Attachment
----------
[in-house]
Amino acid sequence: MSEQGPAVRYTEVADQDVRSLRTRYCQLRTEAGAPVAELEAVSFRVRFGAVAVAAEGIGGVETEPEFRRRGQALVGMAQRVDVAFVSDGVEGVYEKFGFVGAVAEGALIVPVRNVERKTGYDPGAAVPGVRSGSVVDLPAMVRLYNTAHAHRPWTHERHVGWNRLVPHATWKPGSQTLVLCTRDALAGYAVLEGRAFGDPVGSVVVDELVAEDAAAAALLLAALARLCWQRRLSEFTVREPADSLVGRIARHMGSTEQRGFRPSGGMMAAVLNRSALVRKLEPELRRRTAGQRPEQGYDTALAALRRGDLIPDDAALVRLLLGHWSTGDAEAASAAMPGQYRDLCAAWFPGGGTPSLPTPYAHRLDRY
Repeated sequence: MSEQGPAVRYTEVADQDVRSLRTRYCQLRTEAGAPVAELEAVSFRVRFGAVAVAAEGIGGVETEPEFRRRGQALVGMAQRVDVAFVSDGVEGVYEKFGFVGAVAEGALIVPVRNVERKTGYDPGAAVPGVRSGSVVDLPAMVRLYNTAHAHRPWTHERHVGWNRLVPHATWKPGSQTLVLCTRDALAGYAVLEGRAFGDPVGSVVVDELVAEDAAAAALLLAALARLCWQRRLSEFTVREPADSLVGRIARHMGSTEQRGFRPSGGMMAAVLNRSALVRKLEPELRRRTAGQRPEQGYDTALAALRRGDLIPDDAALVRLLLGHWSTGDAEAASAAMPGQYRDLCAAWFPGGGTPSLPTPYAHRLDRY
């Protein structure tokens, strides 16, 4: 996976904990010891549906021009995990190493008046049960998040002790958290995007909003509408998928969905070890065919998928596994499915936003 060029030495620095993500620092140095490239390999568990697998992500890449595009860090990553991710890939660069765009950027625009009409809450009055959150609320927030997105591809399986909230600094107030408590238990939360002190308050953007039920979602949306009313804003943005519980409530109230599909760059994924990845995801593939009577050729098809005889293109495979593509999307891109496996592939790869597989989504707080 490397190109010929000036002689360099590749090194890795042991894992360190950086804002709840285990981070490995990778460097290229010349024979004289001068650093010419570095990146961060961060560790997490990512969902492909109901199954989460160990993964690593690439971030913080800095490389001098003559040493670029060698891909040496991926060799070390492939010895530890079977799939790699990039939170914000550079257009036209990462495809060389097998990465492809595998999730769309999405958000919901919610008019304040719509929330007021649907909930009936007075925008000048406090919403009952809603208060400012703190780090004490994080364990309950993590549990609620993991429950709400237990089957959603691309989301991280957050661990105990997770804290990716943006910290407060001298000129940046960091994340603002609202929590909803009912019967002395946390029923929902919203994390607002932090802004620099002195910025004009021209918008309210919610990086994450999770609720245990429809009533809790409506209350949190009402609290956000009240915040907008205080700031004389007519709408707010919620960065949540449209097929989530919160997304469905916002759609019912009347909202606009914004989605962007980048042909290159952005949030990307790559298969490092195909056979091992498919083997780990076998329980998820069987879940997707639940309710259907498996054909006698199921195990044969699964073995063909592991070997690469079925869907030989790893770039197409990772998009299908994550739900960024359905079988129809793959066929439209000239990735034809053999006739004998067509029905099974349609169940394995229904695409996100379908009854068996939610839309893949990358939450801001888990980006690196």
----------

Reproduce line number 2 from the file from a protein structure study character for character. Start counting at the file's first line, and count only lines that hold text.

Amino acid sequence: MSEQGPAVRYTEVADQDVRSLRTRYCQLRTEAGAPVAELEAVSFRVRFGAVAVAAEGIGGVETEPEFRRRGQALVGMAQRVDVAFVSDGVEGVYEKFGFVGAVAEGALIVPVRNVERKTGYDPGAAVPGVRSGSVVDLPAMVRLYNTAHAHRPWTHERHVGWNRLVPHATWKPGSQTLVLCTRDALAGYAVLEGRAFGDPVGSVVVDELVAEDAAAAALLLAALARLCWQRRLSEFTVREPADSLVGRIARHMGSTEQRGFRPSGGMMAAVLNRSALVRKLEPELRRRTAGQRPEQGYDTALAALRRGDLIPDDAALVRLLLGHWSTGDAEAASAAMPGQYRDLCAAWFPGGGTPSLPTPYAHRLDRY